That seems to be the extent of Mary’s experiences in a hospital. Apparently a gipsy lady foretold Hitler’s death within 3 weeks. Mrs Paterson wanted her to sign on to go anywhere at Home or Abroad. She talked to Doc about it and the decision must have been not to sign on. The next day she and some chums went to see a George Formby film, simply priceless. When Mary told Dr Arthur about her nursing experiences he said she ought to volunteer for Military Nursing. Mrs Paterson rang to say she was pleased Mary had given nursing a try and sorry she hadn’t volunteered for Military Nursing. On 21st September there was a letter from Peter and after that he wrote quite often until he joined up in 1940. He gave addresses to which she could write but she never heard from him again. He was killed on active service in 1944 aged 32.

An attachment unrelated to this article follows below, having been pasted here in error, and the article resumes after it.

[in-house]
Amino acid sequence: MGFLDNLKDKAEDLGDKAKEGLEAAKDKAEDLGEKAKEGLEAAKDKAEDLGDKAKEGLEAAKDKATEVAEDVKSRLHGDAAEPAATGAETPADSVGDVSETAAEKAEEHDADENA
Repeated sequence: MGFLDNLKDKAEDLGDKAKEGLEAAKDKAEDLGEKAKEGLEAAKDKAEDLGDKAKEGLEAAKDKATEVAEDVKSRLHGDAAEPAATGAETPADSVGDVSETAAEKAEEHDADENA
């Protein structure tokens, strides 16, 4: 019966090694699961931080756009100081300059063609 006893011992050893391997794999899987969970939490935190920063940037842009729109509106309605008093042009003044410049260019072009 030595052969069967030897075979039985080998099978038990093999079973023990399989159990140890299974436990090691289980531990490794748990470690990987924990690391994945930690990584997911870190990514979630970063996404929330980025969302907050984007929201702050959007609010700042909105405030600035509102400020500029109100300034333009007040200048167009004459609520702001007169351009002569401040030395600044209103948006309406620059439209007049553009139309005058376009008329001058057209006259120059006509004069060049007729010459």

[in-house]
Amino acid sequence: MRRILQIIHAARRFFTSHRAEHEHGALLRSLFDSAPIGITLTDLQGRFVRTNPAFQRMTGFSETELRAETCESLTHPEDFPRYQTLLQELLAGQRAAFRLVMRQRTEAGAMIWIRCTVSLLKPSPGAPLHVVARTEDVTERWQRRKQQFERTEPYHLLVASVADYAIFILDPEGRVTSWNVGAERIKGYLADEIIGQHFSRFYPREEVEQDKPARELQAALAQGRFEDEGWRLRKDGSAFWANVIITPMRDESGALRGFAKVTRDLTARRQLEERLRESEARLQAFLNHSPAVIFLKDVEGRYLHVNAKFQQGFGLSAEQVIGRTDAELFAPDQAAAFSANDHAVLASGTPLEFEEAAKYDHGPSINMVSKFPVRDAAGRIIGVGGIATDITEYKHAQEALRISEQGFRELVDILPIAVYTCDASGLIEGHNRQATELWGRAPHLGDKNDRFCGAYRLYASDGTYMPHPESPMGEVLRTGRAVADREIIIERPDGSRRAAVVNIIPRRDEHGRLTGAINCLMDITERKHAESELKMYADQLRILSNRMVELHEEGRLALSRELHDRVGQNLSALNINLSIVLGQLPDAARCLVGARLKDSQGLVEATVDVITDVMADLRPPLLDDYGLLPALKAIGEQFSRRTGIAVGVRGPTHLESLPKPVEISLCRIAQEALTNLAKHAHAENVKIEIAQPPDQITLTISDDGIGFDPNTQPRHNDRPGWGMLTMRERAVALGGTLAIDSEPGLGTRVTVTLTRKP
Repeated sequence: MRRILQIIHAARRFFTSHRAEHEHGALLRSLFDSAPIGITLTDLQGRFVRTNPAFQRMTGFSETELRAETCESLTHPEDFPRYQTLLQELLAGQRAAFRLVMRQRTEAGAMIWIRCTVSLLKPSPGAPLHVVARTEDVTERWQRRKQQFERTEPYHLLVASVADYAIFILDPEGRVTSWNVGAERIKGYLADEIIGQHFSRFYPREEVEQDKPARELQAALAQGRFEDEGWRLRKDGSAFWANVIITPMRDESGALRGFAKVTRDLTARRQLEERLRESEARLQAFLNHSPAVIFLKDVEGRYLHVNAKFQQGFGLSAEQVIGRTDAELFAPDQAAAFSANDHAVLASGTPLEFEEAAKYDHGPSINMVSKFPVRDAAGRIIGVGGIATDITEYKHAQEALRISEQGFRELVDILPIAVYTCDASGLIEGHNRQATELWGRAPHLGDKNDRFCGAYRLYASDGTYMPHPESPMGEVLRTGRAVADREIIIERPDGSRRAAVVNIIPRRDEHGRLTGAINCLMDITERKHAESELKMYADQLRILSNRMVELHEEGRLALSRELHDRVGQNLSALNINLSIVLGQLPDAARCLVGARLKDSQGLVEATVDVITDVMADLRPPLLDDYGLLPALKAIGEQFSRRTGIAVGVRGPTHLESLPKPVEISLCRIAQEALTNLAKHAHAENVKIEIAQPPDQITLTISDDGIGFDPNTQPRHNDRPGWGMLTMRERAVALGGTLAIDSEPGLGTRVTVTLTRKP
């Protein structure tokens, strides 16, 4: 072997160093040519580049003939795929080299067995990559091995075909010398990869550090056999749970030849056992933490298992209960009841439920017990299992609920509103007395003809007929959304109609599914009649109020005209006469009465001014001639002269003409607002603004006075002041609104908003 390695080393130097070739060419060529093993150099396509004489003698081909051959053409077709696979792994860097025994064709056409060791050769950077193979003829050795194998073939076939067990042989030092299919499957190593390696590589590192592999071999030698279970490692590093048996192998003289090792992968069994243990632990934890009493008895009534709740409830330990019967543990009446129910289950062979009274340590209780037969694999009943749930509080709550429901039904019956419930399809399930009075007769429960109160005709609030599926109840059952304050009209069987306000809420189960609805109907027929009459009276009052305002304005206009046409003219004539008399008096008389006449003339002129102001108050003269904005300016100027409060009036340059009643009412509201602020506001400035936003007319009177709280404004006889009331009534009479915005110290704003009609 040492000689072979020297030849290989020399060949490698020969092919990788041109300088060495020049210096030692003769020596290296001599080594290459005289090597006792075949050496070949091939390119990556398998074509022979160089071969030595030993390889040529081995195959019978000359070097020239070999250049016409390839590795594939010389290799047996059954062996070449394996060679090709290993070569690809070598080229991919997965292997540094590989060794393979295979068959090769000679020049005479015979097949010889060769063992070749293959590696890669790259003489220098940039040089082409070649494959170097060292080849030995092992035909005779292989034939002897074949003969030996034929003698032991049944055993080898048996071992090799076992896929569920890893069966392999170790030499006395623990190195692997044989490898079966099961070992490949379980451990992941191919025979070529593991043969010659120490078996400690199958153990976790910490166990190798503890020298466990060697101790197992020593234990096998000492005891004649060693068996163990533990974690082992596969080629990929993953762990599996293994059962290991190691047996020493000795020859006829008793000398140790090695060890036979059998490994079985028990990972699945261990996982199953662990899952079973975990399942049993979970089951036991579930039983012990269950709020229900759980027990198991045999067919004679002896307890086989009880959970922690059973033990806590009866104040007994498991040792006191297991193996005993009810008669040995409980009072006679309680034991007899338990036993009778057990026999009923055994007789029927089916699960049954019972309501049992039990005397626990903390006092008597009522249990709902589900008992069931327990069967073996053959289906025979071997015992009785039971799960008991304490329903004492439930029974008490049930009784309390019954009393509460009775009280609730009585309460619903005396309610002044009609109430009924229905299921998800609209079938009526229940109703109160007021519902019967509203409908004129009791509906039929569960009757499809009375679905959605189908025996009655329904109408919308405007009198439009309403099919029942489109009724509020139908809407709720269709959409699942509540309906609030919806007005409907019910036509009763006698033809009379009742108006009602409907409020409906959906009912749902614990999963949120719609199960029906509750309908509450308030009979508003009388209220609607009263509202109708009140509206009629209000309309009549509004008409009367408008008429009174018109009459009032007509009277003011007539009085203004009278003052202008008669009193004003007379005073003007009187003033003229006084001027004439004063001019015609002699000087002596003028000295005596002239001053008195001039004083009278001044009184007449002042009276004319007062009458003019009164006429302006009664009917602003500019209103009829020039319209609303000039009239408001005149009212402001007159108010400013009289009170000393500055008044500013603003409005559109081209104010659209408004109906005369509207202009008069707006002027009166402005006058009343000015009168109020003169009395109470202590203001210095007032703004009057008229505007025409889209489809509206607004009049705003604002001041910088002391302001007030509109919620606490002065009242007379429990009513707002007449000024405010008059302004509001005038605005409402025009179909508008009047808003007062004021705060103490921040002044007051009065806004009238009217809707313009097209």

Mrs Paterson hadn’t quite given up on Mary and asked if she would like to be an ambulance driver at £3 a week in Runcorn. After playing tennis one day Dr Arthur said to Mary that Hitler wont let the girls in Germany wear knickers, so that he can tell the Aryans from the non-Aryans. Eric’s wife Dorothy didn’t like the idea of Eric going into the RAF. He sounded very unhappy himself about it and Mary couldn’t say it made her happy either. Alec Breeze offered to teach Mary to drive his tractor. This started a long friendship with him and his wife Peabody, son John and daughter Rosie. It needed a prod though from Eric for Mary to actually start driving a tractor under Alec’s tuition. Most evenings too there were lectures starting off with Gas and whilst rehearsing for the Gas exam over tea, Mary said than incendiary bomb was full of steel filings and magnesia — this brought howls of laughter. At the actual exam Mary couldn’t answer a single question on the paper and later Dr Arthur suggested she ought to go on the Land. So that is what she did. She was fairly hopeless to start with, but in the course of time she became a very good driver, both of tractors and cars.